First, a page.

Hage Geingob, the President of Namibia, believes that a nation that is not "self-sufficient" in food production has not yet attained independence and it is for this reason that Iran wants to set up a tractor manufacturing company in Namibia. In 2016, Iran’s trade with African nations such as Kenya increased by 150% and these are some of the reasons why Iran considers channeling resources in Africa. However, Namibia has not established an embassy in Tehran, the capital city of Iran and this could be a set back to the diplomatic ties between the two countries.

ITMCO is known for tractors and combine harvesters’ production, and it exports its products to the Middle East and East Asia. The tractors range from small to medium diesel powered either double or single differential gearboxes. It produces 30,000 vehicles annually.

Vahid Karimi, the ambassador of Iran to Namibia said that the outcome of the delegation will soon be known soon as the manufacturing company had visited Namibia in September 2017 and is yet to give way forward. There are chances that the company could be located in either Walvis Bay or Windhoek and within a year after the launch, Namibia could have its first production of tractors. The assembly plant is set to offer more employment opportunities, especially in the agricultural sector.

Hassan Rouhani, the President of Iran, has plans to visit Africa by the end of the current Iranian year (March 20, 2018) and Karimi noted that he is set to boost diplomatic ties that exist between Iran and all African states. Baleka Mbete, the speaker of South African National Assembly, visited Tehran in September 2017 and recommended that Iran should join Brazil, Russia, India, China and South Africa (BRICS) association.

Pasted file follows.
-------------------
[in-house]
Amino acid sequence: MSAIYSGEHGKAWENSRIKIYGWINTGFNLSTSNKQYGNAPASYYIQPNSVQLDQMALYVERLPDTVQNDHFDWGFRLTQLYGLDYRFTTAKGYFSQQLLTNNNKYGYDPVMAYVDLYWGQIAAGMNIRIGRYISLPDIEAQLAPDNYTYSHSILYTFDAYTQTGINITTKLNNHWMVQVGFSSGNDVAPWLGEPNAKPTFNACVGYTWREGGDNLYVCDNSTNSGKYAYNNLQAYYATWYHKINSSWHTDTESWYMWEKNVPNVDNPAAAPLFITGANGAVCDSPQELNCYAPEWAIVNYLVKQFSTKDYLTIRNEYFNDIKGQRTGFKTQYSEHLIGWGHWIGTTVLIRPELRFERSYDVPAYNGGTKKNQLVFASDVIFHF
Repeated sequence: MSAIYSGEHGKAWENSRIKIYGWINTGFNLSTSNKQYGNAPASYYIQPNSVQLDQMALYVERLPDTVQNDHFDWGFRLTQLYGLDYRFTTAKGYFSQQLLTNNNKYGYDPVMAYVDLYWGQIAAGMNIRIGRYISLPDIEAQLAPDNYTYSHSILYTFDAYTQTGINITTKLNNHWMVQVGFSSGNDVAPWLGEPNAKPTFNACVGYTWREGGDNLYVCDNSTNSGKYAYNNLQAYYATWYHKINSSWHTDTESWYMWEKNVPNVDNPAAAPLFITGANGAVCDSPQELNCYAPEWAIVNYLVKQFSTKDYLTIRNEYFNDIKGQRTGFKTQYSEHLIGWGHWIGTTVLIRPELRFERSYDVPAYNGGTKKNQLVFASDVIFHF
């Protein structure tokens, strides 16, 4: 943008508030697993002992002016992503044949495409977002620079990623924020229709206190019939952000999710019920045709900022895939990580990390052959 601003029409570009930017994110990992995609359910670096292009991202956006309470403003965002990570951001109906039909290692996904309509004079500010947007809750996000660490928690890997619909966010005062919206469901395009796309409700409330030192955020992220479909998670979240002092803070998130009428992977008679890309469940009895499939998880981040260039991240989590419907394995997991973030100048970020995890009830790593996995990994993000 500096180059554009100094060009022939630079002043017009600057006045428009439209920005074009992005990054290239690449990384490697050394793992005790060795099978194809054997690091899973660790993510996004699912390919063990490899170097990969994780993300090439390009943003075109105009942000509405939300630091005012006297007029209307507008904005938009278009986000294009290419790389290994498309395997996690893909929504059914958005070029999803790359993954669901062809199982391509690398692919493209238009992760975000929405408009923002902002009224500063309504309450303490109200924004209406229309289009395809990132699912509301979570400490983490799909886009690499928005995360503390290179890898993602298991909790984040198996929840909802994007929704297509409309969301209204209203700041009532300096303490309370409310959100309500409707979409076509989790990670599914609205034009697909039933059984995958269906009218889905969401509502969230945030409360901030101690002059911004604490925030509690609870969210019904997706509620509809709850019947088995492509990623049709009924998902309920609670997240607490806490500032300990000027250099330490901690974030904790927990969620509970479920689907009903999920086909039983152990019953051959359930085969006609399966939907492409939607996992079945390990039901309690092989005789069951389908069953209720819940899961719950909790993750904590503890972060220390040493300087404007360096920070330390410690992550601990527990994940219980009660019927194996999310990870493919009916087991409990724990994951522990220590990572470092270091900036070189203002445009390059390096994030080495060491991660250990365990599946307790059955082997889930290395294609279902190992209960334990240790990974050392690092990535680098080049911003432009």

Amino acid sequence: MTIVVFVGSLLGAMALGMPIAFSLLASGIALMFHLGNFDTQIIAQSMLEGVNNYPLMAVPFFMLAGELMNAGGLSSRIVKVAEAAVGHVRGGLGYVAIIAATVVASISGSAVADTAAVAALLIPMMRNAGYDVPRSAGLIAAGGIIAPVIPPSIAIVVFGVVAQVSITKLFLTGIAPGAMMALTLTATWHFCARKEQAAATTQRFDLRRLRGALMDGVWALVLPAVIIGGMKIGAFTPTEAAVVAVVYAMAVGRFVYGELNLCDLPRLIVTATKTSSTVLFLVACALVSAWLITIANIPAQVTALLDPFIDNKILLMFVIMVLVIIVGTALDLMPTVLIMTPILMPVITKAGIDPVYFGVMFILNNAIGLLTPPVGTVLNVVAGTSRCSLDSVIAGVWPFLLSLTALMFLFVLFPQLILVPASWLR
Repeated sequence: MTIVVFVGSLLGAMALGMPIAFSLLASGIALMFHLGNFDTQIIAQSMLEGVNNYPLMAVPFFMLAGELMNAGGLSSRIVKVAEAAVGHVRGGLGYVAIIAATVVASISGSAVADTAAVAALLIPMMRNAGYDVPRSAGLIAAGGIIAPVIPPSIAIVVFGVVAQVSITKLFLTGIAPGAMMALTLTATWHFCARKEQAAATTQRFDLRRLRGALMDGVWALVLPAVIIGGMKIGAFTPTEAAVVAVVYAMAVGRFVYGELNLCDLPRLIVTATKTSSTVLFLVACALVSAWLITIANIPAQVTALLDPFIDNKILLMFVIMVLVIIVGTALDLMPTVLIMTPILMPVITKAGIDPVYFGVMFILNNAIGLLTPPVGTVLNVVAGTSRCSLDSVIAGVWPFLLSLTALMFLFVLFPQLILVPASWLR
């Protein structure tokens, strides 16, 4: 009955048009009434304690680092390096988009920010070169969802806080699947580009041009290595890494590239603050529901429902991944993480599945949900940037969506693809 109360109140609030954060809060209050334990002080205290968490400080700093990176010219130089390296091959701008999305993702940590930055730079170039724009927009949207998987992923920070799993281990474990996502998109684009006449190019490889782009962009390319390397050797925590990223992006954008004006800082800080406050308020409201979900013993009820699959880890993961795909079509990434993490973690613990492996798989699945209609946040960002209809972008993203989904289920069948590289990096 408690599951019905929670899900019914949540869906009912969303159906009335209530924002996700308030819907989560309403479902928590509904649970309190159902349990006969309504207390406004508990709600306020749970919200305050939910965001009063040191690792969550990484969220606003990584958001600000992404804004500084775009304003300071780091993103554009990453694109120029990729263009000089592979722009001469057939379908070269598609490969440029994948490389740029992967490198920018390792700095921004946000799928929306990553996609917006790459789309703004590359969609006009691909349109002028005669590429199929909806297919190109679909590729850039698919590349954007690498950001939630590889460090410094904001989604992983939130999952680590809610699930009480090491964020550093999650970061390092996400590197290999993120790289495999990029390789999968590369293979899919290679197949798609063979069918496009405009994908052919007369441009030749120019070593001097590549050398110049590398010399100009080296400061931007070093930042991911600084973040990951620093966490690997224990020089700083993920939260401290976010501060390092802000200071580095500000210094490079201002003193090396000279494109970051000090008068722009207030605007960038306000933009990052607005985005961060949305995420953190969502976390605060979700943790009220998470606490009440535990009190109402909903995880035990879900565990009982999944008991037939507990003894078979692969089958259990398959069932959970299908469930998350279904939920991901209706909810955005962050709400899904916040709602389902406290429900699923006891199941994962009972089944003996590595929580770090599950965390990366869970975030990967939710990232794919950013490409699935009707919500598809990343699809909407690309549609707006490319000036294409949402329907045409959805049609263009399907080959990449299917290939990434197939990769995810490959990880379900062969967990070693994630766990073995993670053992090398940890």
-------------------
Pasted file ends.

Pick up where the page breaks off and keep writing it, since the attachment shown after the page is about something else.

A politico-economic delegation was held in Africa in October 2017 where the delegates led by Mohammad Javad Zarif, Iran's Foreign Minister visited Niger, South Africa, and Uganda. It was noted that both Iran and Namibia experience youth unemployment challenges, therefore, the tractors could not only boost employment but used for multi-purpose activities in agricultural production. Namibia is likely to import asphalt and bitumen for highways from Iran and investors from Iran are also considering the possibility of constructing a pharmaceutical plant in Namibia.

It also emerged that Iran could consider importing beef from Namibia instead of Brazil since the distance between Iran and Namibia is short. The ambassador noted that Namibia hake fish could be imported to Iran. Iran had also agreed to launch tractor production in West Africa during the sixth session of Iran-Ghana Economic Commission held on Nov. 13-16 in Accra.